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2016-11-28    À´Ô´:¾­¼ÃѧÈË    ¡¾´ó ÖРС¡¿      ÃÀ¹úÍâ½Ì ÔÚÏß¿ÚÓïÅàѵ
Asia: Australia and China: You can’t buy trust
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A politician’s blunder exposes inconsistencies in Australia’s attitudes.
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Seldom have Australia’s complex relations with China been more starkly exposed than in the agonies of Sam Dastyari, a prominent opposition MP.
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Three months ago Mr Dastyari gave a press conference with Huang Xiangmo, the head of YuhuGroup, a subsidiary of a property company linked to China’s government.
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Contradicting both the government’s line and the policy of his own party (Labor) , Mr Dastyari called on Australia to “respect” China’s ill-founded territorial claims in the South China Sea, according to reports in the Chinese press.
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Mr Dastyari, it recently emerged, has accepted donations from Yuhu and from the Top Education Institute, a local firm run by a Chinese-Australian with close ties to the governments of both countries.
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Mr Dastyari used the money to pay for travel and legal advice.
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Yuhu also gave Mr Dastyari two bottles of Penfolds Grange, Australia’s most expensive wine, worth around A$800 ($600) a bottle.
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From the G20 summit in China, Malcolm Turnbull, Australia’s prime minister, described Mr Dastyari’s behaviour as “cash for comment”.
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On September 7th Mr Dastyari resigned from a post within the Labor party, but not as an MP.
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Although he admits that accepting the money was “a big mistake”, he denies any link between the donations and his remarks on the South China Sea.
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The donations, he points out, had been declared as required and were perfectly legal.
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Australia’s politicians and political parties, it transpires, took A$5.5m in donations from Chinese-linked firms in the two years through June 2015, including A$500,000 from Yuhu.
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Many are now calling for donations from foreigners to be banned.
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China is Australia’s biggest trading partner, and one of its biggest sources of immigrants.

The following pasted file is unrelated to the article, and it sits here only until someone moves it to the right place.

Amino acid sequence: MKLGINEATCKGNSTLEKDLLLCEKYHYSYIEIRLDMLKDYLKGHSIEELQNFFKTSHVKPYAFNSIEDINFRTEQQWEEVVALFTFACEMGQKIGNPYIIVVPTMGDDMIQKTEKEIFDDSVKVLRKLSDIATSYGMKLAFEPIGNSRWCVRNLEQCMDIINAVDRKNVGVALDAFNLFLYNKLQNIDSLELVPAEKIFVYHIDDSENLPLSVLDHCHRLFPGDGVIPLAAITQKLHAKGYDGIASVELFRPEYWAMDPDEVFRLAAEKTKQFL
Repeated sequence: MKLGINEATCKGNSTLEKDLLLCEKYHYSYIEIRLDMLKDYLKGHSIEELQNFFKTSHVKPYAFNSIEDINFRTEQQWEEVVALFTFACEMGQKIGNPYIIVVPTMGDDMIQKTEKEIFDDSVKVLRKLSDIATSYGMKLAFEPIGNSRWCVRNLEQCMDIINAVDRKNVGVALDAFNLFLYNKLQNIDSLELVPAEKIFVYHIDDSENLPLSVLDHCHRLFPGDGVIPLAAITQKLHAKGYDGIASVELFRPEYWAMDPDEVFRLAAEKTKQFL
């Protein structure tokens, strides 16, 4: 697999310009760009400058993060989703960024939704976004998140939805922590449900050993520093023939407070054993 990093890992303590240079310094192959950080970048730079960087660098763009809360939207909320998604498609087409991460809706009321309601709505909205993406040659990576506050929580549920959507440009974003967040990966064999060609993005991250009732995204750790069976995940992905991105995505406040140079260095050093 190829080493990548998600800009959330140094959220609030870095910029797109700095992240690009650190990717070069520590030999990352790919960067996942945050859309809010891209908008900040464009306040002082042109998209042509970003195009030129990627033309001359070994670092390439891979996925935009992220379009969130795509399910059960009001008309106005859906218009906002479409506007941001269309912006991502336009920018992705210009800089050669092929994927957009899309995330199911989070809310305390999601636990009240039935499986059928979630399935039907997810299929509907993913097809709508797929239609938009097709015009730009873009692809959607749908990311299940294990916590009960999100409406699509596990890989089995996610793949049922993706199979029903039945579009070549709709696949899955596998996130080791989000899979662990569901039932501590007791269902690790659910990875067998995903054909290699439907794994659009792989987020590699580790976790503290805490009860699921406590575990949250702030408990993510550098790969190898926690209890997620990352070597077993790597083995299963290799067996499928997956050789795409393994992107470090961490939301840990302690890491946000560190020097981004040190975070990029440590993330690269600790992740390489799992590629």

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Chinese demand for Australian resources, as well as ever-increasing numbers of Chinese tourists and students, have helped to under pin Australia’s 25 years of unbroken economic growth.
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But many Australians worry that a pursuit of Chinese business is undermining their country’s independence.
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Mr Turnbull seems to agree.
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In April his government vetoed a bid by Dakang, a Chinese company, for S.Kidman & Co. , a vast outback empire of cattle ranches that owns 2.5% of Australia’s agricultural land.
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Last month it turned down a joint bid by State Grid, a Chinese government-owned company, and Cheung Kong, of Hong Kong, for a 50.4% stake in Ausgrid, an electricity-distribution network in New South Wales, Australia’s most populous state.
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Scott Morrison, the treasurer (the most senior finance minister) , said both bids were “contrary to the national interest”, without explaining how.
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Yet British firms own 7% of Australia’s agricultural land, without apparently damaging the national interest.
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And State Grid already owns stakes in several electricity distributors in other parts of Australia.
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The rules have not changed since those investments were made but, judging by the uproar about Mr Dastyari, the mood has.
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